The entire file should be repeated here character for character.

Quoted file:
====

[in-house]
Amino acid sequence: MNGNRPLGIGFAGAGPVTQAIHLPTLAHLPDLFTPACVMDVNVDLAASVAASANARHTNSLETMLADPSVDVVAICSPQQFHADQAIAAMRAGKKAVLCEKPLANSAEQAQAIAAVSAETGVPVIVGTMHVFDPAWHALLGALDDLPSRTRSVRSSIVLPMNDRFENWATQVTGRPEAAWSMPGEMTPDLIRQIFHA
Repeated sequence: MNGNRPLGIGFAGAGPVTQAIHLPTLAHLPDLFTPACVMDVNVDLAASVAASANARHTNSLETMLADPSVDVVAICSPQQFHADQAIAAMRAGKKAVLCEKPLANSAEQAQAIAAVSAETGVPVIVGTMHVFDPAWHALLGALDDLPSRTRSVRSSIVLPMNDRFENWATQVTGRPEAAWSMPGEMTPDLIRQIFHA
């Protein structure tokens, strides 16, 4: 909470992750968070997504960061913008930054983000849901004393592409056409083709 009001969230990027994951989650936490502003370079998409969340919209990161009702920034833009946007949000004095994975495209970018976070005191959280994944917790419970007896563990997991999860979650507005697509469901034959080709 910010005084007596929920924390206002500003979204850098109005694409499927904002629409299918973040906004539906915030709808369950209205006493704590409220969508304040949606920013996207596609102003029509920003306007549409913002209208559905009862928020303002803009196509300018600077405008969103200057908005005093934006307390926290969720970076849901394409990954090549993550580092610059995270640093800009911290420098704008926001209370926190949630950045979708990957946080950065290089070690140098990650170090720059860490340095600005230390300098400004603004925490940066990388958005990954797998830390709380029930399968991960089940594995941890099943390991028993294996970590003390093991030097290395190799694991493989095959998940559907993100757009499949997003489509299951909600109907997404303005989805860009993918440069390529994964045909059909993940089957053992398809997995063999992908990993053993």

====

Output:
[in-house]
Amino acid sequence: MNGNRPLGIGFAGAGPVTQAIHLPTLAHLPDLFTPACVMDVNVDLAASVAASANARHTNSLETMLADPSVDVVAICSPQQFHADQAIAAMRAGKKAVLCEKPLANSAEQAQAIAAVSAETGVPVIVGTMHVFDPAWHALLGALDDLPSRTRSVRSSIVLPMNDRFENWATQVTGRPEAAWSMPGEMTPDLIRQIFHA
Repeated sequence: MNGNRPLGIGFAGAGPVTQAIHLPTLAHLPDLFTPACVMDVNVDLAASVAASANARHTNSLETMLADPSVDVVAICSPQQFHADQAIAAMRAGKKAVLCEKPLANSAEQAQAIAAVSAETGVPVIVGTMHVFDPAWHALLGALDDLPSRTRSVRSSIVLPMNDRFENWATQVTGRPEAAWSMPGEMTPDLIRQIFHA
């Protein structure tokens, strides 16, 4: 909470992750968070997504960061913008930054983000849901004393592409056409083709 009001969230990027994951989650936490502003370079998409969340919209990161009702920034833009946007949000004095994975495209970018976070005191959280994944917790419970007896563990997991999860979650507005697509469901034959080709 910010005084007596929920924390206002500003979204850098109005694409499927904002629409299918973040906004539906915030709808369950209205006493704590409220969508304040949606920013996207596609102003029509920003306007549409913002209208559905009862928020303002803009196509300018600077405008969103200057908005005093934006307390926290969720970076849901394409990954090549993550580092610059995270640093800009911290420098704008926001209370926190949630950045979708990957946080950065290089070690140098990650170090720059860490340095600005230390300098400004603004925490940066990388958005990954797998830390709380029930399968991960089940594995941890099943390991028993294996970590003390093991030097290395190799694991493989095959998940559907993100757009499949997003489509299951909600109907997404303005989805860009993918440069390529994964045909059909993940089957053992398809997995063999992908990993053993």